Videogames in the fostering age of spectator‑artwork relations, whether by a corporate stable of professionals or the lonely, budgeted indie developer, are biased towards the ‘social’. In the written words of Dr. Henry Jenkins, “if it doesn’t spread, it’s dead.” Such an advent for the destruction of an original location, in favor of ‘everywhere’, makes for the lucrative being of virtual game worlds to critique the mundane spaces these games spread to. It would seem for the boding artist in new media waves that one should embrace interconnectedness, seek viral attitudes, and forego the last morsels of Modernism to be journeyed to. Location for the new media artist has been predetermined as ‘public’. Yet this location does not have to be default. This abstract and presentation theatrically covers an indie game in development which runs on Oculus Rift, a 3D virtual reality one‑on‑one interface, immersing in location(s) physical and virtual that bridge a burgeoning gap between distant continental locales. The title of this game in its second year of development is Story Generating Apparatus, with all models, environments, coding, voice acting, animation, visuals, and much more created by myself with software supplied.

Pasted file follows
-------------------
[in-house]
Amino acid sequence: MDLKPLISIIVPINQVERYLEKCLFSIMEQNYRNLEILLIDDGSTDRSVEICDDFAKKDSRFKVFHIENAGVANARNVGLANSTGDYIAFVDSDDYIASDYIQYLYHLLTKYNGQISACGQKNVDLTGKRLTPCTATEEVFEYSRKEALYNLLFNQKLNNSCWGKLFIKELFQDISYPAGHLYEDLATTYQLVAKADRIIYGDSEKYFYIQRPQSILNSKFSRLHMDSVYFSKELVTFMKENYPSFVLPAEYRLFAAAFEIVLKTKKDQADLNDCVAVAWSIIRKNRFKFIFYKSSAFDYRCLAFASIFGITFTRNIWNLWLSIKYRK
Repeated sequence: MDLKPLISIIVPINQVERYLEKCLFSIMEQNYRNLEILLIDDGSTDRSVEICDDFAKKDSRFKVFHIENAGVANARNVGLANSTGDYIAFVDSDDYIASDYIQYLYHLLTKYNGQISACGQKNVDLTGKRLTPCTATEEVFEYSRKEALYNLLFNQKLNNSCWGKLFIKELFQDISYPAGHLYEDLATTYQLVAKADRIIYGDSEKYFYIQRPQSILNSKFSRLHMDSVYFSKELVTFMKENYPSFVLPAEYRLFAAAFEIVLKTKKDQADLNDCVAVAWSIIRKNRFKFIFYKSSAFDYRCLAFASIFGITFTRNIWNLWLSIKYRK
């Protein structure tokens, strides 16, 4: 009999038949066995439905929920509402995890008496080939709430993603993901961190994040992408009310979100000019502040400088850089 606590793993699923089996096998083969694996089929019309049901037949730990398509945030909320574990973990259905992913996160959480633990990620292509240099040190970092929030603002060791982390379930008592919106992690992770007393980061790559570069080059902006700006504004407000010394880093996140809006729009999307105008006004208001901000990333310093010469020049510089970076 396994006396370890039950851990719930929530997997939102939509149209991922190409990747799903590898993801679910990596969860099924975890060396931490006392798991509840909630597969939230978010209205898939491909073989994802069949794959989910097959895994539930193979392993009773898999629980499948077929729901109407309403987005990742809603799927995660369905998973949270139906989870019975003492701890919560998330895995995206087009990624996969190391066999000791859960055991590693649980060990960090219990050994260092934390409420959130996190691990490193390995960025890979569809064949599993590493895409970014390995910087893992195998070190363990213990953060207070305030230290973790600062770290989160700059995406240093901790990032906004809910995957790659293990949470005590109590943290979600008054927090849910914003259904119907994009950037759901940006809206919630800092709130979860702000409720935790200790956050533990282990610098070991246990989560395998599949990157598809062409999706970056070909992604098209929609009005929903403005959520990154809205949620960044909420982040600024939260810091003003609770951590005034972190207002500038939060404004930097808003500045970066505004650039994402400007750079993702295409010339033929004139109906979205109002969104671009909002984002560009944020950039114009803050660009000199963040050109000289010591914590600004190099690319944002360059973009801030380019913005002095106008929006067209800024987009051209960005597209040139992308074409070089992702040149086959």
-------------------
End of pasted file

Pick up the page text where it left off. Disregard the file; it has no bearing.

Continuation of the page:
The indie game tackles a brand new gaming interface with one of the most traditional devices known: self‑identity. The narrative of Apparatus is experimental in that I am telling the story of a fictional, ex‑videogame hero on his deathbed. The location of this character’s proverbial tomb is an economically distraught mall in Midwestern America, where the digital exchange of capital has rendered physical perception of location an empty declaration. Not to mention, a romanticized archival of the past has rendered nostalgia a destroyer of location as well. Yet, the memories this character has before becoming deceased are my own personal memories. The game serves as an experiment in just how far a self‑identity work can be taken, even at the expense of the artist’s own ethics or morality. This game values introspective player experience as a gameplay mechanic, rather than the social, mystifying itself from how a game is supposed to openly function in society.
This game follows iOS mobile title In a Permanent Save State, which followed the afterlives of seven real workers in Chinese Foxconn factories who committed suicide manufacturing the very devices the game was played on. In a Permanent Save State was given a lecture about at ISEA2013 in Sydney, Australia.
- Benjamin Poynter, University of Nevada Reno, USA